The Silent Souls with Loud Issues – COVID and Mental Health Concerns in the Deaf Community
Since March of 2019, the world was has become a confusing place. Not only due to the emergence of COVID-19 and all the parameters of this pandemic but also an increase in mental health concerns across the board in all walks of life. To the normal individual, social distancing, quarantines and vaccines have ignited a world into feelings of isolation, panic, fear and disconnect. The rate of mental illness has skyrocketed over this span of 18 months and we now have another epidemic which must be addressed as well as analyzed.
Although we are all human beings sharing this planet and living in this COVID landscape, this problem cannot be addressed in an umbrella fashion. Each group of people, populations, races, and cultures experience this issue in their own terms with their own specific ramifications. Mental health cannot be viewed as a cookie cutter approach in hopes that success can be achieved. That premise, therefore, pushes the idea that how does this spike in mental illness effect groups that are already dealing with unfair circumstances and pre-existing issues such as those with intellectual and developmental disabilities or those living in poverty and the list goes on and on.
The Deaf Community and culture is one of these very groups that need our attention and consideration during this difficult time. In a culture that strives on visual cues, lip reading and physical association, the Deaf Community already struggles for equality and acceptance without the added problems COVID and protocols have created. Mask mandates reduce visual cues such as mouth movement and facial expressions that are necessary for the Deaf Community to communicate with the world and each other. Although needed, masks also decrease and dampen the availability of sound frequency for those using residual hearing.
In this new highly technological world, the creation of online webcam meeting sites such as Zoom have also piled on difficulties and issues for the Deaf Community. For every successful innovation there will always be collateral damage to those individuals with specific needs. Zoom has exploded onto the scene as a relatively quick and easy way for us to stay connected and accomplish both school and work requirements. Due to this fact, the term Zoom Fatigue is now being discussed by therapists, doctors, teachers, parents and specialist all over the world.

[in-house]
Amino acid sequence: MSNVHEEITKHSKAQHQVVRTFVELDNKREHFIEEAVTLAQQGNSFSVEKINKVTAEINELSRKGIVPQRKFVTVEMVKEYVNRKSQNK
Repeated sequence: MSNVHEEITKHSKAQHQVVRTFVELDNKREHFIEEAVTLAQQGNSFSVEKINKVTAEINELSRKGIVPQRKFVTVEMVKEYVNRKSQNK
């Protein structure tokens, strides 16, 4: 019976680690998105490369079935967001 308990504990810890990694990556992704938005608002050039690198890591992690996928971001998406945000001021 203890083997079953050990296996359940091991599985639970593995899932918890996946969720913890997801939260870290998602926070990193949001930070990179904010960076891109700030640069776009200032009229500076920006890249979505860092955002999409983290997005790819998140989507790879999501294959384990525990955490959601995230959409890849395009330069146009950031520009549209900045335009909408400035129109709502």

While we call it Zoom fatigue, many researchers and audiologists have named this feeling “concentration fatigue.” “It’s not necessarily persistent fatigue but surely a measurable increase in listening effort,” explained Mario Svirsky, professor of hearing science at NYU Langone Health medical center. “A little noise in the background can bring you over a tipping point where communication becomes much more difficult and you have to do a lot of work. You may participate in a meeting focusing on everything for the full two hours and, at the end, you are wiped out.”
We do not know when the end to this confusing landscape will come to an end but that should not allow us to forget those who need us right now. If we limit the Deaf Community access to their language, this group of individuals will further feel isolated and disconnected. Varying levels of deafness equates to varying needs and preferences to an enriched and productive life. Just as we cannot look at Intellectual Disabilities as all being the same, we are doing the Deaf Community an injustice by not seeing them needing just as much variety of assistance and consideration. We must do better and be the voices for the Silent Souls with loud issues!
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